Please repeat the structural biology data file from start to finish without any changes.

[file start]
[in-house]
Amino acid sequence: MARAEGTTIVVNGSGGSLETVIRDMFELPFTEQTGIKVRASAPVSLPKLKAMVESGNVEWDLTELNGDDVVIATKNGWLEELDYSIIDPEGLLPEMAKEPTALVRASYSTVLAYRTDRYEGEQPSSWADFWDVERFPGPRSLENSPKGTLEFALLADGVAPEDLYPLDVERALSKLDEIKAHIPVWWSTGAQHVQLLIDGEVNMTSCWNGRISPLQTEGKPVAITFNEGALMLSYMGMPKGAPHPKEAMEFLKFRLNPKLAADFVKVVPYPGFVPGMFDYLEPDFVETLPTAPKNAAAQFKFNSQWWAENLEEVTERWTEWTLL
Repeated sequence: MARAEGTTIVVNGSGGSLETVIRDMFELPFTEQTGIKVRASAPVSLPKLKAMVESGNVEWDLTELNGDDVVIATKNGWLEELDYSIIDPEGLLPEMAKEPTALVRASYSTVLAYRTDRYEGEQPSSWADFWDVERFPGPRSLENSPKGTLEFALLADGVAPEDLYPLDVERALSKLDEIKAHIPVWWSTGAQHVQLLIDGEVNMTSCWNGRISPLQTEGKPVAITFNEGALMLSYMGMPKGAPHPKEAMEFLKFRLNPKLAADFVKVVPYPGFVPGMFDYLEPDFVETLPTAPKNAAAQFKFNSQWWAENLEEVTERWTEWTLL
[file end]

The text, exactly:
[in-house]
Amino acid sequence: MARAEGTTIVVNGSGGSLETVIRDMFELPFTEQTGIKVRASAPVSLPKLKAMVESGNVEWDLTELNGDDVVIATKNGWLEELDYSIIDPEGLLPEMAKEPTALVRASYSTVLAYRTDRYEGEQPSSWADFWDVERFPGPRSLENSPKGTLEFALLADGVAPEDLYPLDVERALSKLDEIKAHIPVWWSTGAQHVQLLIDGEVNMTSCWNGRISPLQTEGKPVAITFNEGALMLSYMGMPKGAPHPKEAMEFLKFRLNPKLAADFVKVVPYPGFVPGMFDYLEPDFVETLPTAPKNAAAQFKFNSQWWAENLEEVTERWTEWTLL
Repeated sequence: MARAEGTTIVVNGSGGSLETVIRDMFELPFTEQTGIKVRASAPVSLPKLKAMVESGNVEWDLTELNGDDVVIATKNGWLEELDYSIIDPEGLLPEMAKEPTALVRASYSTVLAYRTDRYEGEQPSSWADFWDVERFPGPRSLENSPKGTLEFALLADGVAPEDLYPLDVERALSKLDEIKAHIPVWWSTGAQHVQLLIDGEVNMTSCWNGRISPLQTEGKPVAITFNEGALMLSYMGMPKGAPHPKEAMEFLKFRLNPKLAADFVKVVPYPGFVPGMFDYLEPDFVETLPTAPKNAAAQFKFNSQWWAENLEEVTERWTEWTLL